Thursday, January 05, 2006

FOR FRIDAY NIGHT: The Promise (Vayigash)


Tevet 5, 5766 * January 5, 2006


Parshat Vayigash

The Promise
- - - - - -

The Parsha [1] describes the beginning of a new stage in the history of the Jewish people. Jacob and all his children and grandchildren, numbering altogether seventy people, had been living in the land which was going to be the Land of Israel. Due to the harsh famine, and in response to the invitation of the long-lost Joseph, the entire family was now moving to Egypt.

Jacob had good reason to be worried about what might happen there. Would his unique family be able to maintain its identity, or would it simply disappear, swamped by the sophisticated culture of a major power? Further, how would the Egyptians relate to the Hebrews, worshippers of a G-d they could not see? As we ourselves know, the Egyptian ruler later enslaved the Jews and did his best to destroy them.

During the journey to Egypt, one night G-d appeared to Jacob in a vision. "Do not be afraid of going down to Egypt", said G-d. "I will go down with you". Together with this came a promise that eventually the Jewish people would return to the Holy Land.

This promise from G-d gave the family of Jacob a sense of direction. They did not forget who they were and where they were going. After two hundred years of slavery, when G-d sent a great leader to them to set them free, they recognized him as a man of G-d and responded to his leadership. Eventually, the promise was fulfilled: they left Egypt, returned to the Holy Land, took possession of it and built the Temple.

We too, thousands of years later, find ourselves in a situation in which it is very easy to lose one's way. But we too have been given a promise by G-d: by following the path of the Torah we will make a dwelling for G-d in our hearts, our homes and our lives. This will affect not only the entire Jewish people, but all humanity. The promise of Jewish teaching is that in the most positive way imaginable, we will transform the world.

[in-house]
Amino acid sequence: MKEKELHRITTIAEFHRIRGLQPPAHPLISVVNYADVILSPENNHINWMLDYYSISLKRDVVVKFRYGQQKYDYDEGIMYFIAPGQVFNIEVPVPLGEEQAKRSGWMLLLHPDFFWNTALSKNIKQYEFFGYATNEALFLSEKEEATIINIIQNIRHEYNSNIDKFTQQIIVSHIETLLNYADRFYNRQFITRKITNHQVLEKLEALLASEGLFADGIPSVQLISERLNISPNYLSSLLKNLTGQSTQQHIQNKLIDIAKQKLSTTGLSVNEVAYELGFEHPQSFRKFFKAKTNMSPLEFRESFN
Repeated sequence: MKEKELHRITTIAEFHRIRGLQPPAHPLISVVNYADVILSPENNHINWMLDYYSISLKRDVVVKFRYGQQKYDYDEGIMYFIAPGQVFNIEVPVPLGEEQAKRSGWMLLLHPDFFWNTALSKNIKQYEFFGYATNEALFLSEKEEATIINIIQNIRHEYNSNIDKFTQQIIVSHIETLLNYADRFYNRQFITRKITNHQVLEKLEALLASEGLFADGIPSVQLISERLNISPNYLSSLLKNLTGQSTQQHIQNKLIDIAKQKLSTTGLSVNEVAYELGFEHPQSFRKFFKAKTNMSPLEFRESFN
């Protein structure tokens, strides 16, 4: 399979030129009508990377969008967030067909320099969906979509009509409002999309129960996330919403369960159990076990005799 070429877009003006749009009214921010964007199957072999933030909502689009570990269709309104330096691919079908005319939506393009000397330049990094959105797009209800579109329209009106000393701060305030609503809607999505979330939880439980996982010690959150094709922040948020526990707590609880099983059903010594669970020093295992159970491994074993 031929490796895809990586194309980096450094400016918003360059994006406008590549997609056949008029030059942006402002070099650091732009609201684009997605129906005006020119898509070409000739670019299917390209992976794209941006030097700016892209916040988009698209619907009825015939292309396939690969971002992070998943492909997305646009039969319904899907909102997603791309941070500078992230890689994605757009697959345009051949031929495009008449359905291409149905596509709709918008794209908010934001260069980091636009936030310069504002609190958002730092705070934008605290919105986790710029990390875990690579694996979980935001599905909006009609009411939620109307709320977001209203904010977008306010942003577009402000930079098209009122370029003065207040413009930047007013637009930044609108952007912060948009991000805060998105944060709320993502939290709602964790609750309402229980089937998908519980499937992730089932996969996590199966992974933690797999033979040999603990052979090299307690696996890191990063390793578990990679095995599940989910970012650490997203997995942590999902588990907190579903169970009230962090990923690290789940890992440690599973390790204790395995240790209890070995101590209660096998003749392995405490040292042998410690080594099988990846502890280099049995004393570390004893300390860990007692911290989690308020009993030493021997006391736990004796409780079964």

This is the Divine promise. We can rely on it. The rest is up to us!

Division and Unity

Next Tuesday, January 10th, will be the Tenth of Tevet, a fast day commemorating the beginning of the siege of Jerusalem which led to the destruction of the First Temple. It is therefore the first of the four fasts [2] relating directly to the destruction of the Temple and Exile. The Rambam (Maimonides) tells us that in the future, when the Temple is rebuilt, all these fasts will become times of festivity [3].

The fast of the Tenth of Tevet is always close to our Parsha. We can see a relationship between the fast and the events in the Parsha.


1. Genesis 44:18-47:27.
2. The other three are 17 Tammuz, 9 Av and 3 Tishrei (the Fast of Gedaliah).
3. Yad, end of Laws of Fasts.
4. Based freely on the Lubavitcher Rebbe's Likkutei Sichot, vol. 15, p.412.


Featured Audio Class on

Vayigash - Joseph's Leadership Role
By Moshe New

The lesson from Joseph: the strength and ability to be a leader and sustain society not just physically but spiritually as well.

More Audio/Video


By Dr. Tali Loewenthal, Director of Chabad Research Unit, London

Brought to you by

For more Parshah study, please visit:


** Enjoyed this email? Please help us continue sharing the
study of Torah and Jewish traditions:

Dedicate or sponsor an email to mark your special occasion!
Please click here:

Please click here to make a donation to

** To subscribe to more email lists please click here:

** To be removed from this email list please click here:,8,261645,0,217
If you would just like your email suspended and resumed at a later
date, please let us know here:

** You are subscribed as: If your e-mail address is changing
please send us your new email address here:

Part of the Chabad Online Network

A division of Chabad Lubavitch Media Center
770 Eastern Parkway * Brooklyn, NY * 11213


No comments:

Related Posts with Thumbnails